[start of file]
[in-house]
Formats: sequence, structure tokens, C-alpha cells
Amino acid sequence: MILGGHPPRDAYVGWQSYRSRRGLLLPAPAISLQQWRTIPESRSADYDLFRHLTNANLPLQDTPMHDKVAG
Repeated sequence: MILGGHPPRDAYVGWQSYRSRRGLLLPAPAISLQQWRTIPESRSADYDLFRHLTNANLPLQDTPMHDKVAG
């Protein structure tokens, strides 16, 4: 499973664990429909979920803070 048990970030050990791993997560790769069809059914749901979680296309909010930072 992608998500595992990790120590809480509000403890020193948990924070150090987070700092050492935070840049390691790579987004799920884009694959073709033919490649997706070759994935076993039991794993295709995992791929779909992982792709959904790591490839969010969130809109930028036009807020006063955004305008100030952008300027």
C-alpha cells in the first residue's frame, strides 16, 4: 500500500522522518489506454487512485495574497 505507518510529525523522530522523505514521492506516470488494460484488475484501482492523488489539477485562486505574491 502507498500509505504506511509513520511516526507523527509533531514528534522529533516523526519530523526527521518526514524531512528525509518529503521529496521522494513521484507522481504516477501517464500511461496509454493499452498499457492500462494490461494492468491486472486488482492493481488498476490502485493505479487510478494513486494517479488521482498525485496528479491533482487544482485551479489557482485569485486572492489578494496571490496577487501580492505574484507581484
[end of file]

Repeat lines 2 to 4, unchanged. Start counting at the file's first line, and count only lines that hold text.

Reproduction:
Formats: sequence, structure tokens, C-alpha cells
Amino acid sequence: MILGGHPPRDAYVGWQSYRSRRGLLLPAPAISLQQWRTIPESRSADYDLFRHLTNANLPLQDTPMHDKVAG
Repeated sequence: MILGGHPPRDAYVGWQSYRSRRGLLLPAPAISLQQWRTIPESRSADYDLFRHLTNANLPLQDTPMHDKVAG